G: And there is a unique marketing angle to it. There's no shame in that—

GM: No.

G: When you're an independent filmmaker.

GM: No, and festivals like it. There's a festival every day of the year almost. And maybe it makes it kind of hard. We did mount Brand Upon the Brain! as a commercial release, with fifteen shows in seven days as a regular run in New York City, and then it made its way out west. It was just logistically too difficult, but for festivals, festivals are really keen to have something than can be billed as an event, or a happening or something like that. That's why it's nice to narrate this thing. I'm sad that I couldn't narrate it live here, but it does require the setting up of kind of a karaoke version of it, and then you have to test it, and you have to have a rehearsal. So it means closing out a theater for the whole day, so the festival loses about three screenings while you're setting it up, so it's not always practical to have it. You have to have it on the first or the last day of the festival. So that's why I couldn't narrate it here.

G: Your style is, in a good way, overstimulating.

GM: (Laughs.)

G: And in writing about Brand Upon the Brain!, the phrase that occurred for the editing was "rapid image movement."

GM: Yeah, it's coming pretty quickly, yeah.

G: What 's the thinking behind those flickers of intertitles?

/content/films/2842/1.jpgGM: I was trying to go for—I have a neurological ailment that made me think eventually of this style. I have a kind of, this thing, it's very harmless. It's called myoclonus. And I got a cold back in 1989. Some people get them in their sinuses, some in their throat. I got one in the base of my skull. And it created just little neurological flickers that produced tiny little twitches, the kind you just sort of imagine you have most of the time. But just like a ghost touching you with the fingertip. I get them about ten times a minute, just in completely random different places on my body. And I would drive myself nuts thinking a) that I had MS or ALS or something with initials—'cause the doctors couldn't diagnose it for about a year—but it also just made me very aware of how the nervous system just works in such a scattershot way. And it reminded me of the way memory really does work, too. In movies, when you’re presenting memory, you can only ever present a facsimile of memory. Because people don't remember things in chronological order. I just sort of thought that—maybe I'll try presenting, for a change, a different facsimile of memory, using this kind of neurological skittish editing system. There's practical sides to it, too. If a performance ends up being kind of a bit slow, or having some bad stuff in it, you can bite the stuff out or skip it up or speed it up or slow it down—fetishize things. And that, too, is just a facsimile of the way we remember. You know, when you remember—let's say your favorite date ever. Y'know, you're going to skeet, skip ahead quickly to the best part and then go, "Wait a minute, I've got to back up and slow up into it. And then here it comes again. I'm going too fast." Back up and then approach it a third time. And then you finally get to the good part, and you slow it up, and suck all of the flavor out of it, and then go skipping off to the next memory, wherever your reveries take you. So it's just another way of doing it. It's also a way of keeping the shots interesting. Sometimes you find when you're cutting that the images just need some more breathing room and they need to be not cut for a while. But my taste runs to, if anywhere, that I'm less mainstream—well, this is where you'll see how unobjective I am about myself. But I know that that's—you can almost say that it's an MTV editing style, but not really. It's a little bit different. And it might be a little bit demanding. I've heard some people complain they get sore eyes and stuff like that.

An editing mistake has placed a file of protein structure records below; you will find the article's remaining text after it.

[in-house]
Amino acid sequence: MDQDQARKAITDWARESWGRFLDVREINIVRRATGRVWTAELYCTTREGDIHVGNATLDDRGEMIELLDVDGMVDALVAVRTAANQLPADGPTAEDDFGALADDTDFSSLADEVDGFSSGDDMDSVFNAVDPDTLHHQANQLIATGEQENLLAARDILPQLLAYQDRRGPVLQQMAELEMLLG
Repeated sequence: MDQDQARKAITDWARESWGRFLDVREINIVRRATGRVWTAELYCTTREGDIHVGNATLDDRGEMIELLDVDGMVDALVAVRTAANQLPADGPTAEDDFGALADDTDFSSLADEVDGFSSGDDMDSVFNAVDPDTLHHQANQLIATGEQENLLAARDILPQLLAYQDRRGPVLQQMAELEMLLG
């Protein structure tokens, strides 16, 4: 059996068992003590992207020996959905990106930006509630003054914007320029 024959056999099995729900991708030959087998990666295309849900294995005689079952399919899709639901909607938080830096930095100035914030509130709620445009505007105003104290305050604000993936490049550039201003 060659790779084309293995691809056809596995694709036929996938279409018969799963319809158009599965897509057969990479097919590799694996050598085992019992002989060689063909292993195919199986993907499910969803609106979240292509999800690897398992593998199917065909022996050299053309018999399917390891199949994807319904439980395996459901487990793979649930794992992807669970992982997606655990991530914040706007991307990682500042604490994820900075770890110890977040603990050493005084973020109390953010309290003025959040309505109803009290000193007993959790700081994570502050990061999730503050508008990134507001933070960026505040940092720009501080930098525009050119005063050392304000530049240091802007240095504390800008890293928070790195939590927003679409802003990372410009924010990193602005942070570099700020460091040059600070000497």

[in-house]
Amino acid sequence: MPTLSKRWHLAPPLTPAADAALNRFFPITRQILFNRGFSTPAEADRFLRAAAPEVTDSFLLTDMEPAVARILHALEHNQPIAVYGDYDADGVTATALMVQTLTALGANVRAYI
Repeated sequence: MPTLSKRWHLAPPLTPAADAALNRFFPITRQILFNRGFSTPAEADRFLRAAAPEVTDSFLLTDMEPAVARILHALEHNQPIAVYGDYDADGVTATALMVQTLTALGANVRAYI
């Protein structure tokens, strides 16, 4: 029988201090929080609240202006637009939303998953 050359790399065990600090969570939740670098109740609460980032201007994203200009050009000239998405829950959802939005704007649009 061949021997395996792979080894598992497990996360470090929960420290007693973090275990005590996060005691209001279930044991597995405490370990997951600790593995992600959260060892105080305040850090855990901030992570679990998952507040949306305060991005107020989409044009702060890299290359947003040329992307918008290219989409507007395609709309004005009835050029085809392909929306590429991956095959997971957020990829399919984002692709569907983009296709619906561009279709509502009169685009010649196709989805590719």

G: Well, it does draw the attention in, I think, a good way.

GM: Yeah. I think it just draws your attention ahead faster sometimes. You have to just keep up with it a bit more. And I'm sure there's times where you just get tired, and then hopefully I anticipate that enough to slow things down at that point.

G: The essence of your stylistic approach has been fairly constant. Are you tempted, at this point, to do a Cinemascope, Technicolor epic?

GM: I think about it now and then, yeah. Or just something that actually tries to be contemporary, you know. I'd have to choose very carefully. 'Cause I have my strengths, and you don't want to abandon all of them, all at once. You know, you wouldn't ask a ballplayer to bat left-handed instead of right and become a pitcher and—you would maybe make some gradual tweaks. And so I have to sort of watch where I'm going. But I'm open to anything. As long as the script is good, and seems doable by me. And if the style, which represents a radical departure, seems doable by me, I've always tried to take steps that I could make. And a lot of times they're big steps for me. They may not seem like big steps for someone else, but when I made a ballet version of Dracula, I'd never really made anything that wasn’t claustrophobically, tinily setbound. And all of a sudden—y'know, it takes a ballet dancer a football field just to say "I love you." And so all of a sudden, my sets had to be bigger, and that was a completely different way of lighting that I wasn't aware of, and then there's also motion. I'd never really moved a camera before. Which is pretty pathetic. Other filmmakers move them all the time. But I hadn't done it, so it was a big challenge for me to actually be able to do it. And that sort of required me to cut the way I now do, as well, because I didn't move the camera so well lots of times, so I had to do repair jobs with this kind of hack job of cutting.